Editor’s note: As part of our focus on teaching this month, we’re delighted to present this guest post by Peter Turchi.
Nearly twenty years ago, when I became director of the Warren Wilson College MFA Program for Writers, I moved into a small office that had been left neat and nearly empty by the previous director. Most of what he left behind were helpful files and books, but under the desk there was also a cardboard box filled with miscellaneous manuscripts, some stapled, some paper clipped, some typed, some covered with handwritten notes and corrections. Months passed before I asked anyone why those pages had been saved. It turned out that they represented an abandoned project—an attempt to make an anthology of a variety of lectures that had been given at the low-residency program’s residencies over the past decade.
The anthology seemed like a good idea for several reasons, chief among them the fact that the program, without anyone’s planning, had encouraged some of the finest teaching writers in the country to carefully articulate considerations of poetry and fiction that they had never committed to paper—in some cases, never discussed or even thought much about.
Why did it encourage them to do that?
When the program was founded, at Goddard College, by the poet Ellen Bryant Voigt, it was the first low-residency MFA program in creative writing. There was no model to follow. Her thought was that “everyone would go to everything,” faculty included. This meant Tobias Wolff wasn’t lecturing just to graduate students; he was lecturing to colleagues like Raymond Carver and Richard Ford. Larry Levis wasn’t just explaining his readings of poems to students; he was explaining them to Louise Glück and Stephen Dobyns, to Carl Dennis and Heather McHugh. The atmosphere created a new kind of teaching occasion. While it could have led to a kind of grandstanding, the sort of self-congratulatory erudition one sees at certain academic conferences, it instead fostered a better kind of ambition: Warren Wilson MFA faculty went to great lengths to identify topics they believed to be important and insufficiently discussed, topics that intrigued them; they labored over their lecture texts; they shared the results with students and colleagues at semi-annual meetings on the campus in North Carolina; and then the lectures were discussed, informally, for the rest of the residency, and in the students’ narrative evaluations.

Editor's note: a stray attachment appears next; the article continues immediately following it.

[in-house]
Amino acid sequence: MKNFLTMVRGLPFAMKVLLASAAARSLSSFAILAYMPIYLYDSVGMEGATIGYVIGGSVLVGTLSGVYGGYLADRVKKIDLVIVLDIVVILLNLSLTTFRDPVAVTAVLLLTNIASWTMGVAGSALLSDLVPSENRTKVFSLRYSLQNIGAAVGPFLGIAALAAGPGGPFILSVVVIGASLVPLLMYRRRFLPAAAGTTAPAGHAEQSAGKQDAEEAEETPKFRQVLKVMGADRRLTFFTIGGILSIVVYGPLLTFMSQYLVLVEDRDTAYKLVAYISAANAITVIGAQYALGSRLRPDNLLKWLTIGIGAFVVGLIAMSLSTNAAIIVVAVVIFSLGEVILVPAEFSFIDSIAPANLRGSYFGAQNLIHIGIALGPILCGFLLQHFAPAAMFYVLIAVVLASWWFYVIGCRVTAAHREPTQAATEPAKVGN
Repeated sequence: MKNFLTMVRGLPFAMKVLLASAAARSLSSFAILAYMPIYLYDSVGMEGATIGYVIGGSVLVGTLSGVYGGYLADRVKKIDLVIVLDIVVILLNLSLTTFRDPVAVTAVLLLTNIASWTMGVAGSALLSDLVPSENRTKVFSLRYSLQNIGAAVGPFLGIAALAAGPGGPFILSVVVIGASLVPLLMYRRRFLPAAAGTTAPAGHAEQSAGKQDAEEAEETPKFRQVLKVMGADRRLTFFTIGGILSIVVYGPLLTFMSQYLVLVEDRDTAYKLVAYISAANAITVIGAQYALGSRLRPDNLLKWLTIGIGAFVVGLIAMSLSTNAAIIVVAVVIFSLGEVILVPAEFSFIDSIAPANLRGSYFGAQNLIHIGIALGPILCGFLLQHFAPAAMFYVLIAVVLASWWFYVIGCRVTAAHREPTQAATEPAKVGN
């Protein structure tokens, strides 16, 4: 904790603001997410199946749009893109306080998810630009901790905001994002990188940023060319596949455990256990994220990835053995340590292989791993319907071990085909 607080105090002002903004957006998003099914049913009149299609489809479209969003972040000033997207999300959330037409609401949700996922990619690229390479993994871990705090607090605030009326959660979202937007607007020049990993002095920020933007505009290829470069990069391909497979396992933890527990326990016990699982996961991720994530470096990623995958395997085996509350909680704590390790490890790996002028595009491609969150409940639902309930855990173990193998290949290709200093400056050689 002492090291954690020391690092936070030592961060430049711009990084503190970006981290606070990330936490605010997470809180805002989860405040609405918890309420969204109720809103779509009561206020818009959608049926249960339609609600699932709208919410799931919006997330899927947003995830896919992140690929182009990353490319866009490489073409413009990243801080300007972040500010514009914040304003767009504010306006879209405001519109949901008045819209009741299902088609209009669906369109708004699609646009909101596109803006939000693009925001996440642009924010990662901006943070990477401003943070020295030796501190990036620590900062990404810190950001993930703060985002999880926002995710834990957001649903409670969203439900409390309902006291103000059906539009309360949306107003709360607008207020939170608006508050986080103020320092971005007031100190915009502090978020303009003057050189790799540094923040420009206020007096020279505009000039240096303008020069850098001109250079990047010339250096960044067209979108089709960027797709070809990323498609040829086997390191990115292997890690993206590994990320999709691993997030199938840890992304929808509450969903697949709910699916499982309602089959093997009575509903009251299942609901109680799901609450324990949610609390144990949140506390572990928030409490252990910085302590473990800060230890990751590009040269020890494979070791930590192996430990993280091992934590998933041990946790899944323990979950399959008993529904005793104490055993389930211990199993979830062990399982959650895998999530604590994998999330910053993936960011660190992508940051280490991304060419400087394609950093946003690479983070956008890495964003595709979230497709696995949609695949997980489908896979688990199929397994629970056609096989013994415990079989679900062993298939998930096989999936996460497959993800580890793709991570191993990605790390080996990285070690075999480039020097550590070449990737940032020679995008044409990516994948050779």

But when a residency ended, its lectures effectively disappeared. They lived in the memories of the people who heard them—some took on near-mythic stature—but they couldn’t be consulted, revisited, or shared. While some faculty delivered versions of their talks at conferences, or as visiting writers, the circumstances of those presentations often meant the material had to be abbreviated or diluted; and the residential, workshop-based programs most of them taught at the rest of the year didn’t provide many opportunities for delivering an extended consideration of an aspect of craft or a particular text.